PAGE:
This is why the poor ambulance service now get called for unresponsive drunks in the street.
Wednesday, 3 December 2008
If it is proposed to search premises with the consent of a person entitled to grant entry the consent must, if practicable, be given in writing on the Notice of Powers and rights before the search. The officer must make any necessary enquiries to be satisfied the person is in a position to give such consent.
Before seeking consent the officer in charge of the search shall state the purpose of the proposed search and its extent. This information must be as specific as possible, particularly regarding the articles or persons being sought and the parts of the premises to be searched. The person concerned must be clearly informed they are not obliged to consent and anything seized may be produced in evidence. If at the the time the person is not suspected of an offence, the officer shall say this when stating the purpose of the search.
I find it very hard to believe that the police officers attending the Palace of Westminster did not comply with the above. The Sergeant at Arms is in charge of security and is said to have signed the consent. If I was in charge of this search I would have read from a pre-prepared script to ensure I was covered. So poor old plod is blamed again. Will the yard put their side? and possibly embarrass the sergeant at arms.
Ladies and Gentlemen - that is politics.
Who started this investigation off again?
*Update 4/12 * Police state they did make it clear that the Sgt in Arms did NOT have to give consent. What say you now Mr Speaker ??
Tuesday, 2 December 2008
I was reading last year about Jonny Wilkinson and his interest in Buddhism. I could see similar characteristics between me and Jonny, not obviously in a sporting context but in his obsessive perfectionism. He has attracted some ridicule but I understand where he's coming from. The constant self analysis he thinks is affecting his performance and more importantly his life.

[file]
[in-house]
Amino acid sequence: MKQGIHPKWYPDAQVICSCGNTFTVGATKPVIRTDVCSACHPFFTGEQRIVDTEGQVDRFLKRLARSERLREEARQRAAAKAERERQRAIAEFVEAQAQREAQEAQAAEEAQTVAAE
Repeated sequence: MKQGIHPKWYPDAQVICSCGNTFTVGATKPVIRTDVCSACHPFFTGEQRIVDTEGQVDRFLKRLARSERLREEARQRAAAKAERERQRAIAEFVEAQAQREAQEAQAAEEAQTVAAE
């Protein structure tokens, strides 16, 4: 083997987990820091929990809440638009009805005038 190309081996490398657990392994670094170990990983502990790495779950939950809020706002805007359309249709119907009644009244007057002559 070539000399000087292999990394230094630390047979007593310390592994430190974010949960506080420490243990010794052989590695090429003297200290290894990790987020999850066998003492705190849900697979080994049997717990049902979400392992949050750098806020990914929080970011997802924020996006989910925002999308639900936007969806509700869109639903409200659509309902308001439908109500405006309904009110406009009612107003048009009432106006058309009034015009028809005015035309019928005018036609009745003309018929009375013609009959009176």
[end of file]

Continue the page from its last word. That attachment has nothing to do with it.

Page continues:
He has read up on self awareness techniques that stem from Buddhism. The mantra being the past and the future doesn't matter, just deal with today and whatever it throws at you. To this end we can assume that Jonny has indulged in meditation to reduce his stresses. Would you have had him down as a depressive? I think the boy is on the ball and can see positives in adopting Zen principles to cope with the daily grind.
So it's time to face up to where I've been going wrong for so many years. Perhaps when I attended the birth of the "Clever One" who arrived at 4am I should have taken the day off and not made the early turn shift. It was the same the night before my first marriage, fighting on the streets into the early hours during a late late shift, when the ceremony was at 8am. I was obviously obsessed with the job and not wanting to miss out.
I've been juggling too many balls for too long and when they come crashing down can't cope with the failure. I'm an achiever and not a believer in religions per se - but I've just met me.
Mindfulness based Cognitive Therapy was devised by Dr. Jon Kabat-Zinn. The below is a session he did at Goggle, which is interesting if you're into it. (It's over an hour) Of course Macho police people don't do for this meditation weirdo stuff - I'm intrigued.
Thanks to those of you who sent messages of support. I'm better now and raring to go at it full steam ahead, well maybe after Christmas.